Note: Sinuosity Shawl is part of Gift-A-Long 2014. My bundle of participating patterns is a collection of accessories – perfect for your holiday knitting. Happy knitting and gifting! 25% off these during the GAL sale from November 13-21 with the code “giftalong2014”. Learn more about Gift-A-Long 2014 here.

Reflections on the Design Process, part 3


This past week was the first week of Stained Fingers Dye Camp at Indigodragonfly’s studio. I wasn’t attending but three of my friends did and had a blast! I went along to Haliburton and took the week to work on some new designs and make progress on others. Plus I had the opportunity to show off my designer in residence project to Kim and Ron in person!

I’ve made a bit of progress on this project in the past month, completing 8 repeats so far of the 12 row chart for the body. So the countdown is on – although there are 39 more repeats to go before I get to finish the stole with the other edging. Knitting on this project has slowed down a bit with other design deadlines taking precedence.
Linen and silk stole stitch detail

I want to talk a bit about my inspiration for the stitch pattern used for the body of this piece. Although I’ve blogged about the edging first, when I was working on the concept for this design, it was the body stitch pattern that I needed to establish first. Only then would I be able to come up with an appropriate edging design.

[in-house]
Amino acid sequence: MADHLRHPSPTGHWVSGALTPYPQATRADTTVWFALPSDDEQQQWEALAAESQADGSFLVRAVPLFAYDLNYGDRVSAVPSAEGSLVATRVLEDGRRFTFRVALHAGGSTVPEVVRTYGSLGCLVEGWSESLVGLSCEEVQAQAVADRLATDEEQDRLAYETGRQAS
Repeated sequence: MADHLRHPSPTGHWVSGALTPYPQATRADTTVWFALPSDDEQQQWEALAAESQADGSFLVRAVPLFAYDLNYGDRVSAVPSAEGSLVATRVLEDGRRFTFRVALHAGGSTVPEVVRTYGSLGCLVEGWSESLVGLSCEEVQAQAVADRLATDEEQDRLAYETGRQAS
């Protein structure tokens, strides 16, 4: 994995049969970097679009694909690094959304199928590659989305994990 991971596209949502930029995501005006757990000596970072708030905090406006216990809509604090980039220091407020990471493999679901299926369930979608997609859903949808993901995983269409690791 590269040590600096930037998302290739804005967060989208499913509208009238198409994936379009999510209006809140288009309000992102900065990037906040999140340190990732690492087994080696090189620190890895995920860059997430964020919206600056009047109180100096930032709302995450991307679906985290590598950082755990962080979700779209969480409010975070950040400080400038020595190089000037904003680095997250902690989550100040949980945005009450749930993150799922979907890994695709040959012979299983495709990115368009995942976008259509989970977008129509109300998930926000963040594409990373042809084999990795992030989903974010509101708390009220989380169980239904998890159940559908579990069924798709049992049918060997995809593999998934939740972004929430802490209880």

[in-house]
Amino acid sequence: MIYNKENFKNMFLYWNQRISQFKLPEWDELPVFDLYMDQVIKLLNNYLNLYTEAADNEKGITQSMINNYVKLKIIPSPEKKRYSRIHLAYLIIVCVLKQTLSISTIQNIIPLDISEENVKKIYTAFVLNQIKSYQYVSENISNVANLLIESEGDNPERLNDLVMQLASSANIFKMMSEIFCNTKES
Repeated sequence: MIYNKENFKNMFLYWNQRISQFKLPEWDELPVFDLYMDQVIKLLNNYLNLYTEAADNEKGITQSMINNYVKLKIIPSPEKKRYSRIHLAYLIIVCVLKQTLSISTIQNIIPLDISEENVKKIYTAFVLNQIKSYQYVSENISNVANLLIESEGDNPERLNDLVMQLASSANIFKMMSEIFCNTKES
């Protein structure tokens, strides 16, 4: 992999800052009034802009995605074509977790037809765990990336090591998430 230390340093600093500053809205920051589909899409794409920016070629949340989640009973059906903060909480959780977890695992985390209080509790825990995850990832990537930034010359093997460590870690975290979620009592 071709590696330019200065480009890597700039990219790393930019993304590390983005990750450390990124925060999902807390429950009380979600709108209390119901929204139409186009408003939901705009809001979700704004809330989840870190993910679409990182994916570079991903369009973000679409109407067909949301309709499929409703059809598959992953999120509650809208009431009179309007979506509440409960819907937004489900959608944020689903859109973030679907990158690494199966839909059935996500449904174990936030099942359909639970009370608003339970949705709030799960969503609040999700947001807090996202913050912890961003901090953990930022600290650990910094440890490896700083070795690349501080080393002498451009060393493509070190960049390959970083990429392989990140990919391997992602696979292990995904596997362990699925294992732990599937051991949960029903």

When I originally doodled some ideas for for this design, the only idea I had was that I wanted something with strong vertical lines. You may not see them clearly yet in the photos of the stitch pattern but, once it’s blocked, the vertical elements will be clear.

With that in mind, I started paging through stitch dictionaries and my files of stitch pattern images saved on my computer. Early on I came across the image below on a Pinterest board and knew it was perfect but had difficulty finding a chart or written instructions.
Russian stitch pattern
I kept looking and finally found instructions I thought might be what I was looking for – except they were in Russian! The chart that accompanied the written instructions was confusing but I started tackling it and after a few swatch attempts was getting something that occassionally showed signs of being the stitch pattern I hoped for. Over the month of February, I kept plugging away, changing a stitch here, a yarn over there but wasn’t making the progress I hoped for. I was ready to throw in the towel and use a different stitch pattern – and then fate intervened. A friend gave me a leaflet to browse, Berroco #344, Berroco Folio™, and there down the front panel of Iwi was my stitch patttern (and even stranger in almost the same colour as my yarn)!

I quickly flipped to the charts and within moments understood my mistakes. Once I got home, it was the work of moments to fix my charts and start a new swatch. Success! I was all ready to go with the body of the design and at that point, I could move on to create the edging. The zig zag pattern in the edging was selected to mirror the body stitch pattern and tie the two elements together.

Reflections on the Design Process, part 2


Where did June go? One minute it was early in the month and I had started my Artist in Residence at Shall We Knit? and suddenly it’s July. I never got back here to the blog to post about the stitch patterns used in the design I was working up in Indigodragonfly Linen Silk. I have to state, yet again, how much I love this yarn! It feels lovely to knit with and the drape is fantastic.